When Compliments Aren’t Compliments

Mette Harrison
3 min readApr 30, 2023


As an adult, I’m aware that compliments aren’t always compliments, but as a kid, this was baffling to me and I was quickly confused by taunting and bullying kids who pretended they were saying nice things to me when they were actually mocking me, about my hair (your hair looks great this morning!) to my clothes (I loved that outfit when I wore it last year) to my schoolwork (you are so smart!). Sarcasm isn’t something that comes naturally to me, though I have slowly learned how to use it.

As an adult, I still sometimes struggle with when people are genuinely being nice to me and when they are actually criticizing me and gently trying to give me another message other than the one at face value. This is a little less difficult with people I know well and can generally assume are being nice (though with my kids, it can be dicey because they like to “tease” me). With anyone who isn’t a very close friend, however, I don’t know how to react to things like the following:

My, you are SO creative, always working on something.

Wow, you are so smart. I bet you know the answer to almost every question.

You are just so comfortable in yourself, aren’t you?

It’s nice that you don’t feel the pressure to wear makeup every day.

You are in such good shape. Where do you find the time to work out so much?

I suppose the reason that people use these kind of backhanded compliments is that they can refuse to acknowledge being rude if you try to point it out. “Why do you have to take it that way?” Or “You just need to learn how to take a compliment.”

And yes, it’s true that I struggle to take compliments in many areas. If I think the compliment makes sense, like if it’s about a race I did well at or a test I aced, then I can say a simple thanks. But there are a lot of category of compliments that I will argue over because I don’t think I deserve credit for them. And then there are the ones that I think are a mixed bag of things. And I’ll argue about whether or not a particular trait of mine is good or bad.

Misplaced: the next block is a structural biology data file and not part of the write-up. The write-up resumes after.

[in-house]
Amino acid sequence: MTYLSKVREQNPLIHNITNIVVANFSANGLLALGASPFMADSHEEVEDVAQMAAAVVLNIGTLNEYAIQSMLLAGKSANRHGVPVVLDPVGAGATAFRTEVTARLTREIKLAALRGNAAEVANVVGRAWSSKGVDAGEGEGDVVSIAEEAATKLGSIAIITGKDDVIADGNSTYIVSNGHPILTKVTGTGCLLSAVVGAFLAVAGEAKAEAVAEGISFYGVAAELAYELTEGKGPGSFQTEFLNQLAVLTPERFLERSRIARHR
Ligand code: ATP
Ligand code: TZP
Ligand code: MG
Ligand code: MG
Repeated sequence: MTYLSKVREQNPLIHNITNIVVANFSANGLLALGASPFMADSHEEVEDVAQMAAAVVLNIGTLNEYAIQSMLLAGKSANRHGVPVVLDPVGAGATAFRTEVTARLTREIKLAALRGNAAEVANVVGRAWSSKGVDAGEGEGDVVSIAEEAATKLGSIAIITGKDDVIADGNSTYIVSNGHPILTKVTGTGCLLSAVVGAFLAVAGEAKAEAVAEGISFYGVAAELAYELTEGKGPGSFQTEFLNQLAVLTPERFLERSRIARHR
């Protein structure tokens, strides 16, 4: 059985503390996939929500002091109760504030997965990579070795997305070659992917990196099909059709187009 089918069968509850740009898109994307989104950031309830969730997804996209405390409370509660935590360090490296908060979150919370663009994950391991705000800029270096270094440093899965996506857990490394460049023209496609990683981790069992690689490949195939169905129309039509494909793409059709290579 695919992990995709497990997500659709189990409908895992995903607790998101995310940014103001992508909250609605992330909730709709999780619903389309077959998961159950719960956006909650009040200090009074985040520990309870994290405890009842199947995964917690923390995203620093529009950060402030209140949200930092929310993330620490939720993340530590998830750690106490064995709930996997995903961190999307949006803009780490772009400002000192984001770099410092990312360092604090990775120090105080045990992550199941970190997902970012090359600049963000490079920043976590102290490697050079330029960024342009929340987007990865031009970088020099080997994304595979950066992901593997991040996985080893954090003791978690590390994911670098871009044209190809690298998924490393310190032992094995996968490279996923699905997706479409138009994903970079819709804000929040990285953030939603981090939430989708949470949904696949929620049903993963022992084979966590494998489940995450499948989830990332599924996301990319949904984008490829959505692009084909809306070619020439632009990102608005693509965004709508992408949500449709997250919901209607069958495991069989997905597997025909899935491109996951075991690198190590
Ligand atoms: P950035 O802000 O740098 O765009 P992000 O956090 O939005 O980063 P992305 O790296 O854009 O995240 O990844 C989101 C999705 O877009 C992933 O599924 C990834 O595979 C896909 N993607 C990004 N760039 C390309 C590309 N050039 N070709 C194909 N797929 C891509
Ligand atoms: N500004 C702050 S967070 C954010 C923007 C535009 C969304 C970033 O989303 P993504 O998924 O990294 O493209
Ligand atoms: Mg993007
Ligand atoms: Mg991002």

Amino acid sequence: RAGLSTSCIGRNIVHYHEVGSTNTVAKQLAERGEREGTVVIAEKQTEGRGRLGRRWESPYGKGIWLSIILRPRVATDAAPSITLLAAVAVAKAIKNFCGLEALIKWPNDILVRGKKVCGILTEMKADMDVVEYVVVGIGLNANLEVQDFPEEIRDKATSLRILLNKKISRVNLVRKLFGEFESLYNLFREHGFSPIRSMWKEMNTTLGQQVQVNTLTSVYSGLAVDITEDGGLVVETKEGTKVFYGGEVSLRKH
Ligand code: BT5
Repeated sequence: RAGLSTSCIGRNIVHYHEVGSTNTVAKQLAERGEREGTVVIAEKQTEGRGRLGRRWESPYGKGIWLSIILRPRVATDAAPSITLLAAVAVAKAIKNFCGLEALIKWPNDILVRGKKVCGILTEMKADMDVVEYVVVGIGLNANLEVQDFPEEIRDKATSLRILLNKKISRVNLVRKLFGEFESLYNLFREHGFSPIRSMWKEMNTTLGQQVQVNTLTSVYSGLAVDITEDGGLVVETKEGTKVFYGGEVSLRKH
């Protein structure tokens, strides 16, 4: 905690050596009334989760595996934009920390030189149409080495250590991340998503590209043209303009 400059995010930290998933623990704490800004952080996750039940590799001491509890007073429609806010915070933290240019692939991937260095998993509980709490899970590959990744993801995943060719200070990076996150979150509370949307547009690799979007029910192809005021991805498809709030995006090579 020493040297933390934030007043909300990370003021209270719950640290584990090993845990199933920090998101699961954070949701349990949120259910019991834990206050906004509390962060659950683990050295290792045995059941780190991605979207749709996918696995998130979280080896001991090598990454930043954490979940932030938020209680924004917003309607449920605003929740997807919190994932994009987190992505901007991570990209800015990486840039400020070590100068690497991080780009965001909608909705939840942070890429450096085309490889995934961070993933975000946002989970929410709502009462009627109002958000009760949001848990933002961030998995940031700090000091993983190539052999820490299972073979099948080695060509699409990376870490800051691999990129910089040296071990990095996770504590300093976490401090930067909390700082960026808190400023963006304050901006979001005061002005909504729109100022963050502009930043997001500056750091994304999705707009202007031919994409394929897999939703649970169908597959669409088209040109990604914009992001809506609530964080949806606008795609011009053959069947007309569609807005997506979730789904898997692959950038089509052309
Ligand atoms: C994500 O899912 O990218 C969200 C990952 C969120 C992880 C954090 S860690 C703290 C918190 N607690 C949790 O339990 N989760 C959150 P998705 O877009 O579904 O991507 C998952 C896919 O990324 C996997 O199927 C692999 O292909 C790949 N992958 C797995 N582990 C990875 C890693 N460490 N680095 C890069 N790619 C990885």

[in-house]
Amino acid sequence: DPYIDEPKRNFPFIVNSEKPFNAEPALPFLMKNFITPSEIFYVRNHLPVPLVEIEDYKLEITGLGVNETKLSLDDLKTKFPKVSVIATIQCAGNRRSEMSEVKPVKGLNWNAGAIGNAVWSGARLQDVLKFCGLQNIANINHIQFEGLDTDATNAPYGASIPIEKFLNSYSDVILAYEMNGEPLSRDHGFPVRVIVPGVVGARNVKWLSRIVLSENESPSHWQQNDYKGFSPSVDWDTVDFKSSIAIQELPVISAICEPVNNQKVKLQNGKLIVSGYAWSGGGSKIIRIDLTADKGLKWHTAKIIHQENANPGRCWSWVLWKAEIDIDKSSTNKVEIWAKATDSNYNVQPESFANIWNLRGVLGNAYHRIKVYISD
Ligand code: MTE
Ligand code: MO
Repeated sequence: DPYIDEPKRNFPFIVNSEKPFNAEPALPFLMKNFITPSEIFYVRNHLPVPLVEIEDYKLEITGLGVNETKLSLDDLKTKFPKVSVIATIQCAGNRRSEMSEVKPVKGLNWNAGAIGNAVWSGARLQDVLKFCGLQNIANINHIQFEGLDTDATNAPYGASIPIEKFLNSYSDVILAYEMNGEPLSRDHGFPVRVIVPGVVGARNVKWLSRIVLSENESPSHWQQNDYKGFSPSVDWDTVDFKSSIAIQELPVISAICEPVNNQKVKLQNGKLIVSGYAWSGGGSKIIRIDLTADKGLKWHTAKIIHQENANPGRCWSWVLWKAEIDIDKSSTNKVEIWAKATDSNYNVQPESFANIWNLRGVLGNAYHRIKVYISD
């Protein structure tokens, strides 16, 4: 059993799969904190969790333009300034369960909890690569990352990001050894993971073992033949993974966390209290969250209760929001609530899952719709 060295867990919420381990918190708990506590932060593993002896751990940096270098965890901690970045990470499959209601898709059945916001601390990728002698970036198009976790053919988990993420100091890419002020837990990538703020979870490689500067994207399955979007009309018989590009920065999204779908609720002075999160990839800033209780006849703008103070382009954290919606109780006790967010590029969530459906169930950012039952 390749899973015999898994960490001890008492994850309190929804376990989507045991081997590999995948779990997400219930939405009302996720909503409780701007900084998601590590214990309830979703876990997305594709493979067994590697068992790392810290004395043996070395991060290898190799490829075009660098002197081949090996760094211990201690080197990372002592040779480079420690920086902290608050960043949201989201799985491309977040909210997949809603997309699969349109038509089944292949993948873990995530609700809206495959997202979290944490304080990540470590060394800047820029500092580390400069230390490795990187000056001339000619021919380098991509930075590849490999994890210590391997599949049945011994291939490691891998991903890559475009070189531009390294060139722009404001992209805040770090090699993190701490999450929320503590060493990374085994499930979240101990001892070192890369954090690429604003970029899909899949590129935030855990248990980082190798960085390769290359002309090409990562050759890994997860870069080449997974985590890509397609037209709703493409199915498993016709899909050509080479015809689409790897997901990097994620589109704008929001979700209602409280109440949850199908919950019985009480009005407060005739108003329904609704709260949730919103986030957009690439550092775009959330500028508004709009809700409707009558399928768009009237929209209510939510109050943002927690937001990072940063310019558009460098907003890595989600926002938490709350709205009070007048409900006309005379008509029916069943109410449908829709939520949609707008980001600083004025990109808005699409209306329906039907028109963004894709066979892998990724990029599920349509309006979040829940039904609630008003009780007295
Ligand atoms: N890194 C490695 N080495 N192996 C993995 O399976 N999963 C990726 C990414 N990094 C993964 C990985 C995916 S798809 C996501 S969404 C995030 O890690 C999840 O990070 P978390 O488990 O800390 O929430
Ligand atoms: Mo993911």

Though yes, I know, that most people have zero interest in this kind of conversation. They just wanted to give you a “nice” token and have me add it to their stack of tokens in my head so that I will think kindly of them on our next meeting. (Or at least this is the way my autistic brain often processes social interaction in general, even if NTs don’t like me making it as concrete or deliberate as this.)

Mostly I just wish that people would say what they mean and that there wasn’t so much “extra” stuff I was supposed to be able to process without anyone admitting that there was extra stuff. There is a lot of social negotiating and positioning going on, even if you’re not consciously aware of it happening. Most NT’s do notice that I’m not doing it, though, and then will criticize me for it, often in what they think of as gentle ways that I don’t understand at all — until they get very frustrated with me over a period of months and then just blurt out something rude enough that I finally get what they’ve been trying to say forever.

You can skip that part. I want to say, like Watto, in the Star Wars Universe, that doesn’t work on me. Only money. Or in my case, only words that make literal sense. If you want something, just say it. If you like me, just say that. But saying stuff about my clothes or my hair doesn’t feel like a compliment to me because those things aren’t ME. They’re my hair and my clothes and are totally separate from the person inside. Does this make any sense?



Mette Harrison

Autist, Ironman Worlds triathlete, Writer, Right-Brained